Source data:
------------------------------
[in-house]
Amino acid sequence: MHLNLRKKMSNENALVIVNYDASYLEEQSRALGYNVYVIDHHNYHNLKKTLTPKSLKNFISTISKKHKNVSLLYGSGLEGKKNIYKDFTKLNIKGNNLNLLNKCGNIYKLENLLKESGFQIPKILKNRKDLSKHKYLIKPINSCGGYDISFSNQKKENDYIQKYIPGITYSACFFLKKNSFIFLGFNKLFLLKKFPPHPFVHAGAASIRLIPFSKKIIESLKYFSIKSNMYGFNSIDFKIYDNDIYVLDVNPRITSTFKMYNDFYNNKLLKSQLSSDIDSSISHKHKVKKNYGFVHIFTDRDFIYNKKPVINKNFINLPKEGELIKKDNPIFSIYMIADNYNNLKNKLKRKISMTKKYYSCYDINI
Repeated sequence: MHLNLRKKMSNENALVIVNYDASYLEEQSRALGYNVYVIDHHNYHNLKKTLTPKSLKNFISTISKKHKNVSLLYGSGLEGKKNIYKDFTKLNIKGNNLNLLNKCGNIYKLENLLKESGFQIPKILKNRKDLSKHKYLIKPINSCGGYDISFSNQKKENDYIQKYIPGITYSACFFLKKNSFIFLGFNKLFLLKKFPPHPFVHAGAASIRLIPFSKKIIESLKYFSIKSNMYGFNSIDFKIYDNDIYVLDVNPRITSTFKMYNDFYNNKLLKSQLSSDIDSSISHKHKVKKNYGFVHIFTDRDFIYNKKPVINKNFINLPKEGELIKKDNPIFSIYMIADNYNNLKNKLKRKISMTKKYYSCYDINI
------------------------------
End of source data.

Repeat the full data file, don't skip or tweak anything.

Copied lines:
[in-house]
Amino acid sequence: MHLNLRKKMSNENALVIVNYDASYLEEQSRALGYNVYVIDHHNYHNLKKTLTPKSLKNFISTISKKHKNVSLLYGSGLEGKKNIYKDFTKLNIKGNNLNLLNKCGNIYKLENLLKESGFQIPKILKNRKDLSKHKYLIKPINSCGGYDISFSNQKKENDYIQKYIPGITYSACFFLKKNSFIFLGFNKLFLLKKFPPHPFVHAGAASIRLIPFSKKIIESLKYFSIKSNMYGFNSIDFKIYDNDIYVLDVNPRITSTFKMYNDFYNNKLLKSQLSSDIDSSISHKHKVKKNYGFVHIFTDRDFIYNKKPVINKNFINLPKEGELIKKDNPIFSIYMIADNYNNLKNKLKRKISMTKKYYSCYDINI
Repeated sequence: MHLNLRKKMSNENALVIVNYDASYLEEQSRALGYNVYVIDHHNYHNLKKTLTPKSLKNFISTISKKHKNVSLLYGSGLEGKKNIYKDFTKLNIKGNNLNLLNKCGNIYKLENLLKESGFQIPKILKNRKDLSKHKYLIKPINSCGGYDISFSNQKKENDYIQKYIPGITYSACFFLKKNSFIFLGFNKLFLLKKFPPHPFVHAGAASIRLIPFSKKIIESLKYFSIKSNMYGFNSIDFKIYDNDIYVLDVNPRITSTFKMYNDFYNNKLLKSQLSSDIDSSISHKHKVKKNYGFVHIFTDRDFIYNKKPVINKNFINLPKEGELIKKDNPIFSIYMIADNYNNLKNKLKRKISMTKKYYSCYDINI